If you are interested in measuring tank levels, check out our Guide to Tank Level Monitoring with Ultrasonic Sensors that might help answer some questions. We also have an article aboutusing an ultrasonic sensor inside of a pipe that might provide some useful information on the above applications.
Mounting an Ultrasonic Level Sensor
When mounting the sensors in a tank, there are things to take into consideration.
The dimensions are important to be able to choose the proper sensor beam pattern for your application.
If the tank walls are corrugated, it is important to take that into consideration when selecting your sensor, the sensor may not range past the walls to the surface.
Note: The MB7389 comes with the most likely filtering to help resolve this issue. The sensor will search for the largest acoustic return, instead of the closest. This helps to hide the side walls of the tank from the sensor.
Sensing Lake Levels with Ultrasonics
While all of our sensors can detect liquid levels, none of our sensors were designed for bathymetry. The only way you could use our sensors to measure the depth of a lake would be to mount it a known height above the lake bed and subtract the reported distance to the water (the sensors reading) from the known distance to the lake bed. (Same concept as measuring levels/depth in a tank or container).
If you would like help selecting a sensor for any application, please email us at [email protected].
Common Questions about using an Ultrasonic Level Sensor:
Can I use the WR sensors underwater? (Do you have an underwater sensor?)
The MaxSonar-WR and MaxSonar-WRC sensors are IP67 rated and can be submerged (up to one meter) but the sensors are not designed to range underwater. The primary reason is because of the change in the density and speed of sound through the water medium. We have had many requests to explore this type of ranging, however, we have decided not to go in the direction of underwater ultrasonic sensors at this time as it is outside our current company scope. Periodically, we will continue to reevaluate adding a product that is designed for underwater use.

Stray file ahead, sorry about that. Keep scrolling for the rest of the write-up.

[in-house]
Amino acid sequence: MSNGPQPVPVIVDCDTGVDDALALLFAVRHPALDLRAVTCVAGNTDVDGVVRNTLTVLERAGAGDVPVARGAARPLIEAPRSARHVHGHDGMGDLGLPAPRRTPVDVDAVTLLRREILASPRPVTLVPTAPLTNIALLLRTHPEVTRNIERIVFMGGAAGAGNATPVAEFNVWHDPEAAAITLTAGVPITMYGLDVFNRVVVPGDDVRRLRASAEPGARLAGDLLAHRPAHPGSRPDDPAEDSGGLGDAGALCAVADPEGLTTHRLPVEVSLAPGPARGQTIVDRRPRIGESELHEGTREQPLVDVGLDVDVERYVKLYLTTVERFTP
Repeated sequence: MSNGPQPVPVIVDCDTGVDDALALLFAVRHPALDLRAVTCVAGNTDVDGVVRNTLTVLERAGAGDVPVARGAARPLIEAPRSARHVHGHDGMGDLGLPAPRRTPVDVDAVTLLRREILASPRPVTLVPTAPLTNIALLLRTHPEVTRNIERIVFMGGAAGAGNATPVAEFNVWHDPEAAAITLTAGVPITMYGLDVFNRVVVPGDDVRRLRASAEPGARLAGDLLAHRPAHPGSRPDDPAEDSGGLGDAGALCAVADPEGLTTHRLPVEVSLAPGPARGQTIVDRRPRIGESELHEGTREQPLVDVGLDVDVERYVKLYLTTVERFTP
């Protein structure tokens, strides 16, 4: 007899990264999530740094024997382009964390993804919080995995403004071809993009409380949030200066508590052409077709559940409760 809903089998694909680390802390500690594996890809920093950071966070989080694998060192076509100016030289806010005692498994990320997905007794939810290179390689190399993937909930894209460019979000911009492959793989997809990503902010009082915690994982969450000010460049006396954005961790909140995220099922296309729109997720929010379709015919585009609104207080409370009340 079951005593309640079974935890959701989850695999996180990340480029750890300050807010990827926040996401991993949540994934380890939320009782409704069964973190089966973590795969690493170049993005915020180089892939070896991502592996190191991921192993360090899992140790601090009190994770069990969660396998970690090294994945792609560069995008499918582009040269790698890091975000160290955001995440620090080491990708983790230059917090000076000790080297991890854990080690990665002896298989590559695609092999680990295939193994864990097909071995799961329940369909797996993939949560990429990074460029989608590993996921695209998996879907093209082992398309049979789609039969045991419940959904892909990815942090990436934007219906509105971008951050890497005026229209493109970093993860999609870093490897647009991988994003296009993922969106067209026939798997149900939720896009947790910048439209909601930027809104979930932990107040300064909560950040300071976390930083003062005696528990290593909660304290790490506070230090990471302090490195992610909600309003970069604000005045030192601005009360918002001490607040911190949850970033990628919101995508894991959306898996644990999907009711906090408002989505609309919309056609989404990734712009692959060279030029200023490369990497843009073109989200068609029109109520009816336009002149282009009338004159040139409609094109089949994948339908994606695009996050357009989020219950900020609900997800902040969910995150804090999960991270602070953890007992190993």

Do I have to seal the backside of the sensor where the pinout is?
Yes, the front side of the sensor is IP67 rated, however, the user is still required to seal the pinout section of the sensor. We can easily do that for you if you add the shielded cable attach option when selecting your sensor. You can check out our article about weatherproofing the pinout.
Is the sonar made for use in an underwater environment?
The sensor is rated IP67 meaning it can tolerate submersion in water up to 1 meter deep (and with the F-Option it is rated IP68 three-meter submersion or even more). Do understand the sensor is not designed to operate when underwater.
If the sonar is not meant for underwater use, how can you outfit it to work underwater?
If you use the analog envelope output, you could use the waveform and look for the underwater reflections in the waveform detected by the sensor. This would require an AD converter that sampled at regular intervals and then this data would show the distance to the target. Some users reported that they used the analog voltage output with success (it reported the wrong distance because ultrasonic sound waves travel at different speeds underwater, but they were able to use the measurements with lookup values).
If you have any further questions or need assistance with sensor selection, contact our tech support team, click the button below!